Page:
Clarinda Herald (Clarinda, Iowa), Wednesday, September 18, 1889, p. 10
Obituary – Schuyler Colfax Skinner was born June 15, 1858 and died Sept. 14, 1889, aged 31 years, 2 months and 29 days. He with a brother and brother-in-law had gone to Barnard, Mo., on business. On the day he died, after dinner, he spoke of his feeling better than usual; but a few moments after, upon rising from his seat, he fell and expired immediately.
Although not a confessor of Christ, yet he was a moral citizen, a kind husband. December 31, 1885, he was married to Miss Flora Roberts, from which union two children were born.
Many friends gathered at his late residence to pay their last tribute of respect to one who, in the prime of life, was so suddenly stricken down and to offer their sympathy to the young wife and fatherless children. Rev. T. C. Smith assisted by Father Wallace, officiating.

[SMITH, HARVEY, -1889]
Clarinda Herald (Clarinda, Iowa), Wednesday, December 11, 1889, [p. 1]
Once more death has entered the home of D. Q. Smith, this time he called for little Harvey, age 3 years, 3 months and 3 days. This is the second one of the family that has been taken away within a few weeks by typhoid fever. The funeral services were conducted by J. H. Ragan, the minister of the Christian church.

Clarinda Herald (Clarinda, Iowa), Wednesday, October 16, 1889, p. 8
Obituary – Departed this life Thursday, Oct. 10, Mr. J. [ohn] D. Stripe in the fifty-sixth year of his age. Mr. Stripe was an old and respected citizen of Page county, an upright and good man. His funeral services were conducted by Rev. B. F. Snook and attended by a large audience of sympathizing friends. The family have the sympathy of our citizens in their sad and severe afflictions.

Clarinda Journal (Clarinda, Iowa), Friday, February 1, 1901, p. 4
John H. Upp Drops Dead
An Esteemed Citizen of Hepburn Expires Suddenly
Was In the Timber to Chop Wood When the End Came—His Two Sons Were With Him—Body Conveyed to Neighboring House—A Good and Useful Man Gone.
HEPBURN, Jan. 30. – (Special to The Journal.) – At about 3 o'clock this afternoon our community was shocked by the sudden death of John H. Upp, one of our most prominent citizens, at the age of 46 years, 7 months and a few days. After partaking of his usual mid-day meal, he, with his two sons, Frank and Lee, went to the timber about a mile east of town for wood. Seemingly in perfect health, he suddenly dropped his axe and expired. His son, Lee, a 15-year-old boy, working within a few feet of his father, called for help and the stricken body was taken at once to the nearby house of Robert Cope. Dr. W. W. West was called and immediately saw that life was extinct. The remains were then removed to the home of the sorrowing family in this place. Deceased was born in Ross county, O., a little more than forty-six years ago. In 1881 he married Miss Elizabeth Greenfield, who now survives him. Two sons, Frank, 17 years old, and Lee, 15—three sisters and one brother also mourn his loss.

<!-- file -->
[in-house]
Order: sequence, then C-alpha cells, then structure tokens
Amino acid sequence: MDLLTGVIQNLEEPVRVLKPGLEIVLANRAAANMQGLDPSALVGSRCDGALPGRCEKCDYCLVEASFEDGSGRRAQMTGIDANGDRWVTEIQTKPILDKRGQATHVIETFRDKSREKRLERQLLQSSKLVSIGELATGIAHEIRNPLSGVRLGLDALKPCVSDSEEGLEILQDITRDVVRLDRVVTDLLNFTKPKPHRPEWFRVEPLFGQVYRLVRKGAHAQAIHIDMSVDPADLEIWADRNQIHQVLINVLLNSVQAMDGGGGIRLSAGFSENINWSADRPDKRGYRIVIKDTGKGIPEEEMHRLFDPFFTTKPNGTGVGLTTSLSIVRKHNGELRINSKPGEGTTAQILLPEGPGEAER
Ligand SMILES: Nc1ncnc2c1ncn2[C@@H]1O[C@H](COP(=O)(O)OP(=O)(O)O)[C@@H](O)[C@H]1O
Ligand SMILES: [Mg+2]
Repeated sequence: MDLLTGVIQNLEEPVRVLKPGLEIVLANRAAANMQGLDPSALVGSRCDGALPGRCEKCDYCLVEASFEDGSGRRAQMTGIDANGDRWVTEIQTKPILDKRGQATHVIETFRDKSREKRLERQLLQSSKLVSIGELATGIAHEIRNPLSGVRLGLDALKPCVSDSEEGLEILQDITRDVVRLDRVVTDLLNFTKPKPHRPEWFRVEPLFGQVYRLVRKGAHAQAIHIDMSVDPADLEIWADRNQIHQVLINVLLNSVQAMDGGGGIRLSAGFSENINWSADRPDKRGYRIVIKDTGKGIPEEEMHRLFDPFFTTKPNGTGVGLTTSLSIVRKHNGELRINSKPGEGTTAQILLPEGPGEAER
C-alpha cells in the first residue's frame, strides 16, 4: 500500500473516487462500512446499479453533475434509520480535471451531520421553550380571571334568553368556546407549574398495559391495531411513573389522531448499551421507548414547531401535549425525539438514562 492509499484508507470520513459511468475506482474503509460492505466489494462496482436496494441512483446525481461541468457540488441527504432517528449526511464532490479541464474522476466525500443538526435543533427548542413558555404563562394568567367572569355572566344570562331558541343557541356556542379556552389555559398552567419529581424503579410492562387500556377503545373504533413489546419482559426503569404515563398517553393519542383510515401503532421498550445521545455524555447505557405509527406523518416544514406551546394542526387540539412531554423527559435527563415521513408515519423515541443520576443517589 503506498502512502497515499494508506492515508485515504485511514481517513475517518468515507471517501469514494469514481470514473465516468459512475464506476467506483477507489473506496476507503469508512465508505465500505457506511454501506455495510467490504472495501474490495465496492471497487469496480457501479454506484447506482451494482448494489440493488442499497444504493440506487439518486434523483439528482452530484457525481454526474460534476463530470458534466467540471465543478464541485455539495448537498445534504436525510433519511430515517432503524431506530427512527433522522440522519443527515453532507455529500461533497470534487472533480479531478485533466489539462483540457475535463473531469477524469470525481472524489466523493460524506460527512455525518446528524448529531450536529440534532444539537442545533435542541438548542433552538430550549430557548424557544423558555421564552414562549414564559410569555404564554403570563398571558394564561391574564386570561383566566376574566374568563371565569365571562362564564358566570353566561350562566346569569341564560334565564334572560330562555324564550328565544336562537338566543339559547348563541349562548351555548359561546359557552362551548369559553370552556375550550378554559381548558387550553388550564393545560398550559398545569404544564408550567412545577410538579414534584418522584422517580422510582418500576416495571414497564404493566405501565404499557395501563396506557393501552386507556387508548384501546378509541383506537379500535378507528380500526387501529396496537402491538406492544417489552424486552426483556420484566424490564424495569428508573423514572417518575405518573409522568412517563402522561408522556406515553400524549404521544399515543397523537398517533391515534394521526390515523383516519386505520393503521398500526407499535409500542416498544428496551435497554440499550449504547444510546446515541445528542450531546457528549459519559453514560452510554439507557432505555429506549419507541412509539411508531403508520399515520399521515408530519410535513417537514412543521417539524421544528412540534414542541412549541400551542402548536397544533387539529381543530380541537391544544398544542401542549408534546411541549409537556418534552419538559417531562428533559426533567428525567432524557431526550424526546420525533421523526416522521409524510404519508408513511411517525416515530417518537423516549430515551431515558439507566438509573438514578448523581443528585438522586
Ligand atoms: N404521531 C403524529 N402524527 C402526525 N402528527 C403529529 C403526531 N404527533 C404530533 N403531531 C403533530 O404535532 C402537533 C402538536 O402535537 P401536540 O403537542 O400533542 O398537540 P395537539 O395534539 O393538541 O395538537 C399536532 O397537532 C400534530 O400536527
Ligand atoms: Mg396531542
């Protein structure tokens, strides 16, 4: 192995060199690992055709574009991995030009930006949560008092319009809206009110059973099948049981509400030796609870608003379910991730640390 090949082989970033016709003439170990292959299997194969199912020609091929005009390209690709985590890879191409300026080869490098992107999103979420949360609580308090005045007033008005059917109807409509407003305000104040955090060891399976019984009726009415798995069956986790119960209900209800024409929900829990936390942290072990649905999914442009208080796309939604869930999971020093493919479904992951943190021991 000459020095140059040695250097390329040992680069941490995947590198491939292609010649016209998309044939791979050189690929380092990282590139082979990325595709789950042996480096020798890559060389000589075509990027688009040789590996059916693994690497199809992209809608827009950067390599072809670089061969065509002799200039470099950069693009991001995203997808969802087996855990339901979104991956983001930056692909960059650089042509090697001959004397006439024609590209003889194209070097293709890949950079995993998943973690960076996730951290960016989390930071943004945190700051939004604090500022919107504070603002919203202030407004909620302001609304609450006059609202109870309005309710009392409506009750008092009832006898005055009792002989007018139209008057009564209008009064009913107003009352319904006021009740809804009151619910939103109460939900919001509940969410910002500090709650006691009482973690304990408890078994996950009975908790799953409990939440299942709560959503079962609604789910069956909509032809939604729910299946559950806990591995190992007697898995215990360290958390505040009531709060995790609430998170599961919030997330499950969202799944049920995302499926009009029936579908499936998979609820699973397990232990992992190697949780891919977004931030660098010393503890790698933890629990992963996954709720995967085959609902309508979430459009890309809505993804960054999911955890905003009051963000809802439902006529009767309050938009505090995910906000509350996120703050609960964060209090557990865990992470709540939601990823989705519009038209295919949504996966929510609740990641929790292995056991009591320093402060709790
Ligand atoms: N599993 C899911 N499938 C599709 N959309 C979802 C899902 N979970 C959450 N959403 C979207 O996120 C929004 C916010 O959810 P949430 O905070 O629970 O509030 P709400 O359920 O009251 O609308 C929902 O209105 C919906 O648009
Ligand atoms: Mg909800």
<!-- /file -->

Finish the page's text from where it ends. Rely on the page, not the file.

The greater portion of the life of the deceased was spent on a farm, though he was also a good mechanic, and for a number of years has been our leading blacksmith. As a man he was sober, industrious and strictly honest; as a neighbor, social and accommodating; as a citizen, useful and law abiding. At the time of his death he was the head of Hepburn lodge, I. O. O. F., a member of the town council of Hepburn, and one of our school board. The death of such a one has necessarily enshrouded our entire community in gloom.

Clarinda Journal (Clarinda, Iowa), Friday, February 8, 1901, p. 6
The funeral of John H. Upp, whose sudden death we reported last week, took place at the Methodist Episcopal church in this place last Saturday, and was attended by a large number of people. Rev. J. F. Campbell, from near New Market, conducted the ceremonies, assisted by Rev. Dr. Dodds of this place. Hepburn lodge No. 428, I. O. O. F., attended in a body. The following names gentlemen were pall bearers: W. McDonell, I. Clark, D. Fulton, A. J. Beavers, L. C. Wagaman and T. Wagaman. The remains were laid to rest in Fairview cemetery.

Clarinda Herald (Clarinda, Iowa), Wednesday, May 1, 1889, [p. 1]
A Veteran Gone
Last Friday morning, April 26, at 3 o'clock a. m. occurred the death of one of the oldest men residents in this part of the state. Frederick C. Welch was born the 4th of April 1802 in Chenango county, New York. Here he spent his youth but when he was grown to manhood, like thousands of other young men, he left for the west. He settled in Delaware, Ohio, where he remained until early in the sixties, when he removed to Freeport, Illinois. In 1881 he came to Clarinda at which place he made his home up to the time of his death. He took a great deal of interest in the last presidential campaign and was an active member of the "Tippecanoe Club." The result of the election was a source of great satisfaction to him and on the night of the ratification meeting he was one of the most enthusiastic. That night he contracted a severe cold and from that time to his death he suffered severely from the effects of it. Mr. Welch was for many years a member of the Methodist church and always commanded the respect and confidence of his neighbors. The remains were taken to Freeport, Ill., for interment and were accompanied by his wife, two sons and Mr. and Mrs. A. B. McCreary.

Clarinda Herald (Clarinda, Iowa), Wednesday, October 9, 1889, p. 8
John Wilfley, younger brother and law partner of R. H. Wilfley, died in Hopkins early Tuesday morning, after about two months illness with typhoid fever. His remains were taken to Page county, Iowa, where his parents reside, where they were interred. – Maryville Republican.